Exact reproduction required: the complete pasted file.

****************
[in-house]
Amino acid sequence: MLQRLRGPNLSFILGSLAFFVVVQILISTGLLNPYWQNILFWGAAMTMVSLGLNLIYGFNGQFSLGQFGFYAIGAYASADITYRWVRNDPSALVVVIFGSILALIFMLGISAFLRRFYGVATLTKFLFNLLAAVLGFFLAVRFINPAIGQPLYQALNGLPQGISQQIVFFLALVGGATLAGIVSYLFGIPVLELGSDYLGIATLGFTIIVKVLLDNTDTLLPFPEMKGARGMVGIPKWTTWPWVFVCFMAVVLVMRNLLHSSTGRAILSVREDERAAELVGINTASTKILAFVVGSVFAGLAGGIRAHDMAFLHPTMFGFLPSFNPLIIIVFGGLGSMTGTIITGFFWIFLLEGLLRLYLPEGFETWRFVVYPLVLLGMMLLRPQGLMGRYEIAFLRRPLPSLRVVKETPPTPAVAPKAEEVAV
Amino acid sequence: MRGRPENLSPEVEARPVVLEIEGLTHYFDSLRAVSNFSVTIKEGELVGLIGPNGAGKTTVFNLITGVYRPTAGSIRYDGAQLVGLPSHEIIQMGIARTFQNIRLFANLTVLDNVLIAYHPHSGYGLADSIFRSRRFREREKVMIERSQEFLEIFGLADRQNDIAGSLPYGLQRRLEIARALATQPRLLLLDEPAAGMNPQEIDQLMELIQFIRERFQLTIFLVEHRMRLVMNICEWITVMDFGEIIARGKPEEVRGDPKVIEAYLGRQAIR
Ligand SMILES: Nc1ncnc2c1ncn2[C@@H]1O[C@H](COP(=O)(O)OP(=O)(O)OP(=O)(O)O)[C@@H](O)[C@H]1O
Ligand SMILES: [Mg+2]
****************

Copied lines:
[in-house]
Amino acid sequence: MLQRLRGPNLSFILGSLAFFVVVQILISTGLLNPYWQNILFWGAAMTMVSLGLNLIYGFNGQFSLGQFGFYAIGAYASADITYRWVRNDPSALVVVIFGSILALIFMLGISAFLRRFYGVATLTKFLFNLLAAVLGFFLAVRFINPAIGQPLYQALNGLPQGISQQIVFFLALVGGATLAGIVSYLFGIPVLELGSDYLGIATLGFTIIVKVLLDNTDTLLPFPEMKGARGMVGIPKWTTWPWVFVCFMAVVLVMRNLLHSSTGRAILSVREDERAAELVGINTASTKILAFVVGSVFAGLAGGIRAHDMAFLHPTMFGFLPSFNPLIIIVFGGLGSMTGTIITGFFWIFLLEGLLRLYLPEGFETWRFVVYPLVLLGMMLLRPQGLMGRYEIAFLRRPLPSLRVVKETPPTPAVAPKAEEVAV
Amino acid sequence: MRGRPENLSPEVEARPVVLEIEGLTHYFDSLRAVSNFSVTIKEGELVGLIGPNGAGKTTVFNLITGVYRPTAGSIRYDGAQLVGLPSHEIIQMGIARTFQNIRLFANLTVLDNVLIAYHPHSGYGLADSIFRSRRFREREKVMIERSQEFLEIFGLADRQNDIAGSLPYGLQRRLEIARALATQPRLLLLDEPAAGMNPQEIDQLMELIQFIRERFQLTIFLVEHRMRLVMNICEWITVMDFGEIIARGKPEEVRGDPKVIEAYLGRQAIR
Ligand SMILES: Nc1ncnc2c1ncn2[C@@H]1O[C@H](COP(=O)(O)OP(=O)(O)OP(=O)(O)O)[C@@H](O)[C@H]1O
Ligand SMILES: [Mg+2]